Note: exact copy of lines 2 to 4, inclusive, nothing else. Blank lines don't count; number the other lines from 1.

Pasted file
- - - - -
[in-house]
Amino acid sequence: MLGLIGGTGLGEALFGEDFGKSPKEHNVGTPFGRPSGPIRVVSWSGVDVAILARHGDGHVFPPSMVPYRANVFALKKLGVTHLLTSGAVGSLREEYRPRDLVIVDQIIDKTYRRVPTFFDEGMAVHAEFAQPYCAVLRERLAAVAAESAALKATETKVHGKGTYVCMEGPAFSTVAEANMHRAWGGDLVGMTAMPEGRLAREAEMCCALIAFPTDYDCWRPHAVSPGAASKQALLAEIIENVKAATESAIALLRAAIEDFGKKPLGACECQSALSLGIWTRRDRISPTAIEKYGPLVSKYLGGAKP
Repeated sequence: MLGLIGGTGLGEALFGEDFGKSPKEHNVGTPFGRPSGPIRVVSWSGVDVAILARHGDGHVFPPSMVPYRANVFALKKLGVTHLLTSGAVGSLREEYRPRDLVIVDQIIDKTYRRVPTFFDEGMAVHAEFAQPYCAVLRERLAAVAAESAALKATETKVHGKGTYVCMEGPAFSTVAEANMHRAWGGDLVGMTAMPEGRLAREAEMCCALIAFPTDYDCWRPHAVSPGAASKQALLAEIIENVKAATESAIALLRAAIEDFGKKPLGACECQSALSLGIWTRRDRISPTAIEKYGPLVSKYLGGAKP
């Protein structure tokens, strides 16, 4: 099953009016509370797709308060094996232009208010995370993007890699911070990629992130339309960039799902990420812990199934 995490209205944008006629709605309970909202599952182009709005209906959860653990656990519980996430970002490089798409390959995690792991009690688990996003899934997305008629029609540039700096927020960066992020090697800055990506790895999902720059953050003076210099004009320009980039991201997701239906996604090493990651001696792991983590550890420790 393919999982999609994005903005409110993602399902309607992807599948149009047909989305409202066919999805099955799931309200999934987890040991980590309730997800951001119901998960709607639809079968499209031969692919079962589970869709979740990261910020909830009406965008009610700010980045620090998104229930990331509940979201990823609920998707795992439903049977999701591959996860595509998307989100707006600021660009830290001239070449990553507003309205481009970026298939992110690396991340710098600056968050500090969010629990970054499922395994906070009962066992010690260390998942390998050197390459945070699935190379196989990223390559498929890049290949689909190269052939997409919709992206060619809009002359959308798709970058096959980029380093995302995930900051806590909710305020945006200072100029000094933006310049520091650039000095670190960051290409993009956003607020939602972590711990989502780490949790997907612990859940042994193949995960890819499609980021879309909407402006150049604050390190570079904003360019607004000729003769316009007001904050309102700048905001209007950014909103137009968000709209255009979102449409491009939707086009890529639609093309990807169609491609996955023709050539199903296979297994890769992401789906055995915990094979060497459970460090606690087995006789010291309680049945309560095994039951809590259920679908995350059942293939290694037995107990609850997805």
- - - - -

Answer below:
Amino acid sequence: MLGLIGGTGLGEALFGEDFGKSPKEHNVGTPFGRPSGPIRVVSWSGVDVAILARHGDGHVFPPSMVPYRANVFALKKLGVTHLLTSGAVGSLREEYRPRDLVIVDQIIDKTYRRVPTFFDEGMAVHAEFAQPYCAVLRERLAAVAAESAALKATETKVHGKGTYVCMEGPAFSTVAEANMHRAWGGDLVGMTAMPEGRLAREAEMCCALIAFPTDYDCWRPHAVSPGAASKQALLAEIIENVKAATESAIALLRAAIEDFGKKPLGACECQSALSLGIWTRRDRISPTAIEKYGPLVSKYLGGAKP
Repeated sequence: MLGLIGGTGLGEALFGEDFGKSPKEHNVGTPFGRPSGPIRVVSWSGVDVAILARHGDGHVFPPSMVPYRANVFALKKLGVTHLLTSGAVGSLREEYRPRDLVIVDQIIDKTYRRVPTFFDEGMAVHAEFAQPYCAVLRERLAAVAAESAALKATETKVHGKGTYVCMEGPAFSTVAEANMHRAWGGDLVGMTAMPEGRLAREAEMCCALIAFPTDYDCWRPHAVSPGAASKQALLAEIIENVKAATESAIALLRAAIEDFGKKPLGACECQSALSLGIWTRRDRISPTAIEKYGPLVSKYLGGAKP
């Protein structure tokens, strides 16, 4: 099953009016509370797709308060094996232009208010995370993007890699911070990629992130339309960039799902990420812990199934 995490209205944008006629709605309970909202599952182009709005209906959860653990656990519980996430970002490089798409390959995690792991009690688990996003899934997305008629029609540039700096927020960066992020090697800055990506790895999902720059953050003076210099004009320009980039991201997701239906996604090493990651001696792991983590550890420790 393919999982999609994005903005409110993602399902309607992807599948149009047909989305409202066919999805099955799931309200999934987890040991980590309730997800951001119901998960709607639809079968499209031969692919079962589970869709979740990261910020909830009406965008009610700010980045620090998104229930990331509940979201990823609920998707795992439903049977999701591959996860595509998307989100707006600021660009830290001239070449990553507003309205481009970026298939992110690396991340710098600056968050500090969010629990970054499922395994906070009962066992010690260390998942390998050197390459945070699935190379196989990223390559498929890049290949689909190269052939997409919709992206060619809009002359959308798709970058096959980029380093995302995930900051806590909710305020945006200072100029000094933006310049520091650039000095670190960051290409993009956003607020939602972590711990989502780490949790997907612990859940042994193949995960890819499609980021879309909407402006150049604050390190570079904003360019607004000729003769316009007001904050309102700048905001209007950014909103137009968000709209255009979102449409491009939707086009890529639609093309990807169609491609996955023709050539199903296979297994890769992401789906055995915990094979060497459970460090606690087995006789010291309680049945309560095994039951809590259920679908995350059942293939290694037995107990609850997805």